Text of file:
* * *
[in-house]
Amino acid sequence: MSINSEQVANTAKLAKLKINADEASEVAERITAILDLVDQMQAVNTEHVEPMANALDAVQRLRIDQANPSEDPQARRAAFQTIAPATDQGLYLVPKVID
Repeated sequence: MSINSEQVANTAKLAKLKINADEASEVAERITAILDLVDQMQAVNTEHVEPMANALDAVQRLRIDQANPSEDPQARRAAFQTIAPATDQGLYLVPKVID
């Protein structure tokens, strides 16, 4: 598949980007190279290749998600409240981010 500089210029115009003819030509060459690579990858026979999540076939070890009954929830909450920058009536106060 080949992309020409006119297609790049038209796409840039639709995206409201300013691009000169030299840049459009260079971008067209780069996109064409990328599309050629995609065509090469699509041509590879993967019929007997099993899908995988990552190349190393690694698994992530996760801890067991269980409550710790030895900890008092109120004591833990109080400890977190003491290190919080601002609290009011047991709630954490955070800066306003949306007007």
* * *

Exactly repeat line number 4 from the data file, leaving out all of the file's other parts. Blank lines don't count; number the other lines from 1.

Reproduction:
């Protein structure tokens, strides 16, 4: 598949980007190279290749998600409240981010 500089210029115009003819030509060459690579990858026979999540076939070890009954929830909450920058009536106060 080949992309020409006119297609790049038209796409840039639709995206409201300013691009000169030299840049459009260079971008067209780069996109064409990328599309050629995609065509090469699509041509590879993967019929007997099993899908995988990552190349190393690694698994992530996760801890067991269980409550710790030895900890008092109120004591833990109080400890977190003491290190919080601002609290009011047991709630954490955070800066306003949306007007």